Commissioning Ceremony Returns as Baylor Celebrates Students Serving as Summer Camp Counselors

May 2, 2022

Media Contact: Lori Fogleman, Baylor University Media and Public Relations, 254-709-5959
Follow us on Twitter: @BaylorUMedia

By Kate Nelson, student news writer, Baylor University Media and Public Relations

WACO, Texas (May 2, 2022) – After a two-year hiatus due to the pandemic, Baylor University renewed its annual tradition of celebrating and praying over the 600 students who will serve as counselors this summer at camps from coast to coast and across the country.

The annual Camp Counselor Commissioning Ceremony – held April 27 in the Barfield Drawing Room on the Baylor campus – affirmed the importance of students working as camp counselors, both for personal development and for the development of those they will serve. The ceremony concluded with prayer and liturgy, titled “Labors of Community,” as a blessing over the students, giving them “grace and guidance for the journey ahead.”

“We want you to hear that we see what you’re doing as super important and it’s not going to be easy, but it’s meaningful,” said Charles Ramsey, Ph.D., director of campus ministries and church connections. “It makes a difference in the lives of so many people.”

Students, as well as former camp counselors, shared meaningful – and the sometimes challenging – experiences they had as counselors, but they also recognized that those very challenges are often the most rewarding.

“The purpose of camp is to invest in the lives of young people for the sake of eternity,” said Baylor graduate Jake Talbert, former assistant director at Kanakuk Ministries and now assistant director of intramural sports at Baylor. “These are experiences that kids get at camp that they can’t get elsewhere, and the goal of summer camp in that is to equate the most fun that these kids have with the gospel of Jesus Christ.”

President Linda A. Livingstone, Ph.D., and First Gent Brad Livingstone shared their own experiences as camp counselors as well. Dr. Livingstone served as a camp counselor for three years at Camp Soaring Hawk, now called Camp Barnabus, and one year at Kanakuk Camp. Brad Livingstone worked as a camp counselor for three years at Kanakuk.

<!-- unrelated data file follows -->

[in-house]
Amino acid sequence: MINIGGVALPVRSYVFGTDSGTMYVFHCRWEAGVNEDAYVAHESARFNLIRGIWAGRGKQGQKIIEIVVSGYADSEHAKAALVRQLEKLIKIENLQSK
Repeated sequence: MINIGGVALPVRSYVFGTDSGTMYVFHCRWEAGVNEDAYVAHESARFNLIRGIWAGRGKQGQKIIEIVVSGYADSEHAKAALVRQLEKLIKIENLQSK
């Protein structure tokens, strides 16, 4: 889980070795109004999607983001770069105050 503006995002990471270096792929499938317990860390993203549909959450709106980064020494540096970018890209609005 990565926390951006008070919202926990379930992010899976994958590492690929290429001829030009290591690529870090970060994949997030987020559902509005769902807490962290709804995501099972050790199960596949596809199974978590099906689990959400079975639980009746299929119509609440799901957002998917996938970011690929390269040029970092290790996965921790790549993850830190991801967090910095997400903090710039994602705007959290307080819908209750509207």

Among their most meaningful experiences occurred when former campers -- or children of former campers – approached them with stories about the impact the Livingstones had on them or their families, sometimes even 40 years later.

“That’s the kind of impact you’re going to have in the lives of young men and women you are going to be at camp with,” Dr. Livingstone said. “Frankly, you will probably not even know the impact you are having. It will make a difference in their life, and you may never know, but have confidence that it is making a difference. They will remember it, even if they don’t ever have a chance to tell you.”

The Livingstones described the impacts, opportunities and growth Baylor students will experience as camp counselors, but also the feelings of fulfillment knowing that they are having a positive effect on young lives. They also emphasized their joy that Baylor students are spending their time this summer serving others and sharing the Gospel.

The ceremony included the fun and fellowship of traditional camp s’mores as well as a special gift: a drawstring “swag bag” complete with a Baylor t-shirt, bucket hat and other Baylor gear so students can fling their green and gold afar at camps this summer.


Baylor University is a private Christian University and a nationally ranked Research 1 institution. The University provides a vibrant campus community for more than 20,000 students by blending interdisciplinary research with an international reputation for educational excellence and a faculty commitment to teaching and scholarship. Chartered in 1845 by the Republic of Texas through the efforts of Baptist pioneers, Baylor is the oldest continually operating University in Texas. Located in Waco, Baylor welcomes students from all 50 states and more than 90 countries to study a broad range of degrees among its 12 nationally recognized academic divisions.